Rothstein notes that the San Francisco Bay Area Rapid Transit (BART) system was built in 1967 largely with Federal transportation dollars without a single African American worker on the entire project. This because the government refused to enforce the law against the wishes of the local trade unions.
As recently as July 2, 2017 the New York Times ran a story with the title, “Program to Spur Low-Income Housing Is Keeping Cities Segregated” – the beat goes on.
Rothstein does not end his book without addressing the question of what should and can be done to remedy government created and enforced segregation.
The first necessary step is for white people to accept responsibility for the racist actions of their government and their civic and economic institutions. The problem of segregation is not an African American problem. White people created this system and white people must bring it to an end. We need to create a broad public recognition of the facts of the history and reject the comforting notion that all of this happened by a combination of choice and chance. Here the education system needs to abandon its passive voice and actively teach the real history of the 20th century. Rothstein cites a widely used 2012 American history textbook that has this to say about residential segregation:
“African Americans found themselves forced into segregated neighborhoods.” That’s it. One passive voice sentence. No suggestion of who might have done the forcing or how it was implemented.5
More active steps might involve banning exclusionary zoning in the suburbs. Rothstein envisions much more direct action:
We might contemplate a remedy like this: Considering that African Americans comprise 15 percent of the population of the New York metropolitan area, the federal government should purchase the next 15 percent of the houses that come up for sale in Levittown [built with Federal subsidies and excluding African Americans from ownership] at today’s market rates (approximately $350,000). It should then resell the properties to qualified African Americans for $75,000, the price in today’s dollars that their grandparents would have paid if permitted to do so. The government should enact this program in every suburban development whose construction complied withy the FHA’s discriminatory requirements, If Congress established such a program and justified it based on the history of de jure segregation, courts should uphold it as appropriate.6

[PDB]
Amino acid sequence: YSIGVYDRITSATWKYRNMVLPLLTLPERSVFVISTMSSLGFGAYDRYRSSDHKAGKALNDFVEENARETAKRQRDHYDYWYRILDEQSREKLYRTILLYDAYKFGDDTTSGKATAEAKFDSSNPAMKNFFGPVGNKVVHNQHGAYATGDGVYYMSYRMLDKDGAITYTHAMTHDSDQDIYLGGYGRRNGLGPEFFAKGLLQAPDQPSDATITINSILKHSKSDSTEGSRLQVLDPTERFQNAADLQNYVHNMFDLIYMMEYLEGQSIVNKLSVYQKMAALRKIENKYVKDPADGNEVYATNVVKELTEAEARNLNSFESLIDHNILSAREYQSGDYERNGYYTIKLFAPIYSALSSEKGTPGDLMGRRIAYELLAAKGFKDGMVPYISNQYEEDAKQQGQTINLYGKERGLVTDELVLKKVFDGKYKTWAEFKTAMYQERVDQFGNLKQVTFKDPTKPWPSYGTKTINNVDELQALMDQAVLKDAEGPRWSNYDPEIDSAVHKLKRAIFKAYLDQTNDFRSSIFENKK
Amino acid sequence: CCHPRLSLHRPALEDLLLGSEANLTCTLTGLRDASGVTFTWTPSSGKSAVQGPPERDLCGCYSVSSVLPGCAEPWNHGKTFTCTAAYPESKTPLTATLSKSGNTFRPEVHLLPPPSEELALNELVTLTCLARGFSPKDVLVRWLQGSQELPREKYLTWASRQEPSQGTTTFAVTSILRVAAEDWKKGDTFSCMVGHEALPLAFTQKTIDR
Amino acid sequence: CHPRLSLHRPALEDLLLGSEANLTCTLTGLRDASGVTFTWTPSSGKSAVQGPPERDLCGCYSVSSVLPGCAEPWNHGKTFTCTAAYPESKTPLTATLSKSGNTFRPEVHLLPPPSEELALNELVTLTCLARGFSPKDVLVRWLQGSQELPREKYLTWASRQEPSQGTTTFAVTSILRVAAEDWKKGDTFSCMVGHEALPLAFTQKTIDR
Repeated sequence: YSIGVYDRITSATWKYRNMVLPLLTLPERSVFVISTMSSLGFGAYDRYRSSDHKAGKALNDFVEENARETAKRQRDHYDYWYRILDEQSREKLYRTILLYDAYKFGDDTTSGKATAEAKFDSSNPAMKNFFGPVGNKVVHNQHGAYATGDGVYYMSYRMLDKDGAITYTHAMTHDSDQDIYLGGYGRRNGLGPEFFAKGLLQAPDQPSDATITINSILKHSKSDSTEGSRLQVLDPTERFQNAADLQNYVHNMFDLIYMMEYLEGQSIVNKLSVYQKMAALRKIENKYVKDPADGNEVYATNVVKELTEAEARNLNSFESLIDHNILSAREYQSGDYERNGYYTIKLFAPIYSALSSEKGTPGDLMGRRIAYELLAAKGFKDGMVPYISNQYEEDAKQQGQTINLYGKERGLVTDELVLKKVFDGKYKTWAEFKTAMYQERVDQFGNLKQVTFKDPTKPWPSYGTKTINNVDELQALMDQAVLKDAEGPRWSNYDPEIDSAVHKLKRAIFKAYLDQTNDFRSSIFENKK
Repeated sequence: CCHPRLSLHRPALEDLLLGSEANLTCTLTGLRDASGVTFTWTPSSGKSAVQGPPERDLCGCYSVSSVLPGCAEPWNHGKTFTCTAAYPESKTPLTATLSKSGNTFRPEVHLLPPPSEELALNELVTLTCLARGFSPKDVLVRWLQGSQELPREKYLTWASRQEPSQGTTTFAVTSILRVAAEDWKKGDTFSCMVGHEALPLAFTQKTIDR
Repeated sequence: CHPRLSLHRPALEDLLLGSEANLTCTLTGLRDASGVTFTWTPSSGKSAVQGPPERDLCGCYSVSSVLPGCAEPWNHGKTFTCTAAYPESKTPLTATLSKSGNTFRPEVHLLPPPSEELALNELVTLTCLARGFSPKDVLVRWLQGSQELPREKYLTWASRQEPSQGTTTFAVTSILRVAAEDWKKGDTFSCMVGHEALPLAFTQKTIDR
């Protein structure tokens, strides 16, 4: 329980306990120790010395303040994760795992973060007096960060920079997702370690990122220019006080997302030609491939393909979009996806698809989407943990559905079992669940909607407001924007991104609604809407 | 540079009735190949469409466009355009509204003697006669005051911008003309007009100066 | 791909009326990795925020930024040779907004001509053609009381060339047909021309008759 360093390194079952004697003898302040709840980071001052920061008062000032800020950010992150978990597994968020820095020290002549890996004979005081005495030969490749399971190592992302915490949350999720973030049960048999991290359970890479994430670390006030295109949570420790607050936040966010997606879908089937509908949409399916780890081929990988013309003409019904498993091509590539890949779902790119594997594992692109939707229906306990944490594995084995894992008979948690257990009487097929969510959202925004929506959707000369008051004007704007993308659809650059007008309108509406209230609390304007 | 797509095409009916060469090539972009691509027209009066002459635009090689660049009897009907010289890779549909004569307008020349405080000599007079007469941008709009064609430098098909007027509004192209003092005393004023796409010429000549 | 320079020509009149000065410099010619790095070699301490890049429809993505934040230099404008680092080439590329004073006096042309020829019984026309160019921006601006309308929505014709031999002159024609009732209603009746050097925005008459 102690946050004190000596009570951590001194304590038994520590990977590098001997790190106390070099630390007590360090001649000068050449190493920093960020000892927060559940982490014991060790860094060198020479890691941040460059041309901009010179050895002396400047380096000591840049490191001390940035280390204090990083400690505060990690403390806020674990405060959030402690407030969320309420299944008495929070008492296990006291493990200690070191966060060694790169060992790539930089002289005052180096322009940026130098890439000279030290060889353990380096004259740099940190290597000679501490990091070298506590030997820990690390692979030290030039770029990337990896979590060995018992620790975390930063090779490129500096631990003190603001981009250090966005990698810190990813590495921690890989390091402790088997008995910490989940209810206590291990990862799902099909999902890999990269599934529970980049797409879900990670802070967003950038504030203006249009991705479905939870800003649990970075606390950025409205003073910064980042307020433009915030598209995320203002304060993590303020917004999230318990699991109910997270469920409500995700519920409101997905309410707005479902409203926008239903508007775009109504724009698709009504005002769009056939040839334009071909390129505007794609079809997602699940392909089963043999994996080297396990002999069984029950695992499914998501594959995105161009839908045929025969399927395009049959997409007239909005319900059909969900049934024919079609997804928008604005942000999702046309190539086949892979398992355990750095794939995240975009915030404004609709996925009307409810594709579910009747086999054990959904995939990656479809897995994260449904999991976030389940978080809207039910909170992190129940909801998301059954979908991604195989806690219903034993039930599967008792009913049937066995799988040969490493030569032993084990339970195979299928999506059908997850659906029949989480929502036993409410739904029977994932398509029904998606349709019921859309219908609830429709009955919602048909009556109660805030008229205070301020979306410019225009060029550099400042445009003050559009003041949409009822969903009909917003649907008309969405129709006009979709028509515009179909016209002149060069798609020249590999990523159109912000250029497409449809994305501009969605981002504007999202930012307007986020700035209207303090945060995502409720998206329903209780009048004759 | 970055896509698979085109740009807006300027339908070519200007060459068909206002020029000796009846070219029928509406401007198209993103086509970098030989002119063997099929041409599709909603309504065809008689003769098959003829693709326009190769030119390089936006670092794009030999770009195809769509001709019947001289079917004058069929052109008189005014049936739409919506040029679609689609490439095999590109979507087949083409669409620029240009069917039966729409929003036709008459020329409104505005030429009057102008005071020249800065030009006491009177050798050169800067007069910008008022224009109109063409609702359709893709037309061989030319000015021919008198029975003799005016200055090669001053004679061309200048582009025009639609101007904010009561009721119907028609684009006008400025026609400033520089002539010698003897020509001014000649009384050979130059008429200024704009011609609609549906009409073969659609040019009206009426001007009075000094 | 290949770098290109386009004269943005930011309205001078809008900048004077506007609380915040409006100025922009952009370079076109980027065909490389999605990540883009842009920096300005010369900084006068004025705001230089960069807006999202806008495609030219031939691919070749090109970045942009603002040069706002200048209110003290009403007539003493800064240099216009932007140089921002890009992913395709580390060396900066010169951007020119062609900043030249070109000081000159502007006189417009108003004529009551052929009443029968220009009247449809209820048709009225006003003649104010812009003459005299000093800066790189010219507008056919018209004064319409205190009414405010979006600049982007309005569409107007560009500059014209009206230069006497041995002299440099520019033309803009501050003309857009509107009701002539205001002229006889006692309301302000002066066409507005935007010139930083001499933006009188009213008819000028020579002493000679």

Rothstein has appeared regularly in recent years. One can find recordings of his lectures, speeches and interviews readily on the internet. Here is a 13 minute speech by him, “A Human Rights Address: How Ferguson became Ferguson” 8/15/2015:
See also Ta-Nehisi Coates’ June 2014 essay in the Atlantic: “The Case for Reparations“
- see http://news.nationalgeographic.com/2016/10/housing-discrimination-redlining-maps/ for examples of the Federal Home Owners Loan Corporation maps. https://dsl.richmond.edu/panorama/redlining/#loc=4/36.71/-96.93&opacity=0.8 Go Look up your own city [↩]
- Rothstein, Richard. Color of Law: A Forgotten History of How Our Government Segregated America. Liveright Publishing Corporation, 2017. [↩]
- https://onlinelaw.wustl.edu/blog/legal-english-de-factode-jure/ [↩]
- It must be noted that the original sin of the Constitution with its 3/5ths compromise to count slaves to mollify the Southern slave holders came back in a new form to continue white supremacist rule, now throughout the country. Roosevelt could not pass his New Deal legislation without the support of Southern Democrats, white supremacists to the last. So segregation was written into law and regulation throughout the New Deal and on into the 1960s. This reflects the racism of Northern whites who have repeatedly failed to confront the issues raised by the alleged freeing of slaves at the end of the Civil War. [↩]
- Rothstein, P. 199 [↩]
- Rothstein, p. 202 [↩]